At the Democratic convention in Denver, at which Obama was officially selected as his partyüfs nominee, there was also an announcement of the Democratic Partyüfs policy platform. In view of that, I want to examine some of the important points in that manifesto.
The Democratic Party fundamentally supports ügbig government.üh It also favors strengthened regulations for the distribution of wealth, tightened market controls, expanded support for labor union organizations, national health insurance and major increases in the countryüfs welfare budget. For the problems in the Middle East, the party advocates a ügresponsible withdrawal from Iraq.üh
Allow me to begin with ügbig government,üh a concept that runs directly contrary to the flow of the times. In the age of globalization, in which national borders have vanished on the economic front, ügsmall governmentüh is the preferred approach. This is reflected in the old adage: ügGovernment exists for the sake of the people (including companies); the people do not exist for the sake of the government.üh The bigger that government grows, in other words, the smaller the people find themselves in proportion to that growth.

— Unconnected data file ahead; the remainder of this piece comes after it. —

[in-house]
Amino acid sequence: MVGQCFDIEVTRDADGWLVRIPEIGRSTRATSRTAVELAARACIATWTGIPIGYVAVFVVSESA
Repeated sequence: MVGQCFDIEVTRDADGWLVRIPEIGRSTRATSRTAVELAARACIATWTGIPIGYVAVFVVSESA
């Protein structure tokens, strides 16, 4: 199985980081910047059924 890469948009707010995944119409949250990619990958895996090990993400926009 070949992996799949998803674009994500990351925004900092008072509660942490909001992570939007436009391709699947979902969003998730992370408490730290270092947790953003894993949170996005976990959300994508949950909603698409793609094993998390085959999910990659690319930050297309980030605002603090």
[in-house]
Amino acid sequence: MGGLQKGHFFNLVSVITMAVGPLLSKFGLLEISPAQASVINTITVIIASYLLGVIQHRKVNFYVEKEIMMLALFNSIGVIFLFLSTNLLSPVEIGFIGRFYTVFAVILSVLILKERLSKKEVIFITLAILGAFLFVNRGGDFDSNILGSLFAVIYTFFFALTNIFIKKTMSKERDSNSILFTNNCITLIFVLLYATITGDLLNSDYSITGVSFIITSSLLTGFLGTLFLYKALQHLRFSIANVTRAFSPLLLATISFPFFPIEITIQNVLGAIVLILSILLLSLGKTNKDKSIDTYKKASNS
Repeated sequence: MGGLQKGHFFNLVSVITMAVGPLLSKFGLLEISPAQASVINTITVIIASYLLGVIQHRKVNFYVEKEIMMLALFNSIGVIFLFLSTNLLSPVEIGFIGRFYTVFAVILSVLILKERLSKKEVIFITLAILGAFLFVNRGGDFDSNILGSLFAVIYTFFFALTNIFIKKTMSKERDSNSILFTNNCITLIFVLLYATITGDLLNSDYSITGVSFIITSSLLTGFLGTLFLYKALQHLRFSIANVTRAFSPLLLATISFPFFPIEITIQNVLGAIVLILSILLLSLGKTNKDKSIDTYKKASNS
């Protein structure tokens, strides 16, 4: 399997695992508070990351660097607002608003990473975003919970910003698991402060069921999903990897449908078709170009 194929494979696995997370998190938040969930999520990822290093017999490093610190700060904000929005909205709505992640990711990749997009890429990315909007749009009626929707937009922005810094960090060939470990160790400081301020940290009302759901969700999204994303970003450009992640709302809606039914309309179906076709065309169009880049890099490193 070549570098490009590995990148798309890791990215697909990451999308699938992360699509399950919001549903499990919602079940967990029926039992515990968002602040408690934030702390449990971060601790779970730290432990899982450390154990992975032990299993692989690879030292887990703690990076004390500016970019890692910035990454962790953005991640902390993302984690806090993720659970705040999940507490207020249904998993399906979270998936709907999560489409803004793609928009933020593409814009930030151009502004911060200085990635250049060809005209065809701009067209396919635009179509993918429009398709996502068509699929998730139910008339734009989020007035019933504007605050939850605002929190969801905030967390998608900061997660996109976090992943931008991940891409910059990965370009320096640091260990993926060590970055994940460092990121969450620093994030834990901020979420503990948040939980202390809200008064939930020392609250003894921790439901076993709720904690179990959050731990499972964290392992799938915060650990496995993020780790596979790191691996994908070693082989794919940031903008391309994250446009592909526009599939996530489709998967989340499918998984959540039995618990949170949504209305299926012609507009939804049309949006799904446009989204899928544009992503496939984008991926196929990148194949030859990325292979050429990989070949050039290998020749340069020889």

Strengthened market regulation also goes against the grain of the times. From time to time, the market will fall into states of excessive speculation. However, it is a mistake to use such occasions as a pretext for enforcing legal regulation. The market is equipped with a ügself-adjustment function,üh which guarantees that it will regulate itself when going overboard. This can be understood by examining the case of crude oil. There was a global uproar when the price of crude climbed close to $150 per barrel. Yet, in little time at all, the price has slipped back down to the $110/barrel range.
Tightened market regulation has already prompted capital to take flight from American shores, serving largely to shrink financial assets and escalate the tone of recession. Obama does not appear to be truly aware of the reality that the U.S. economy is constantly dependent upon foreign capital.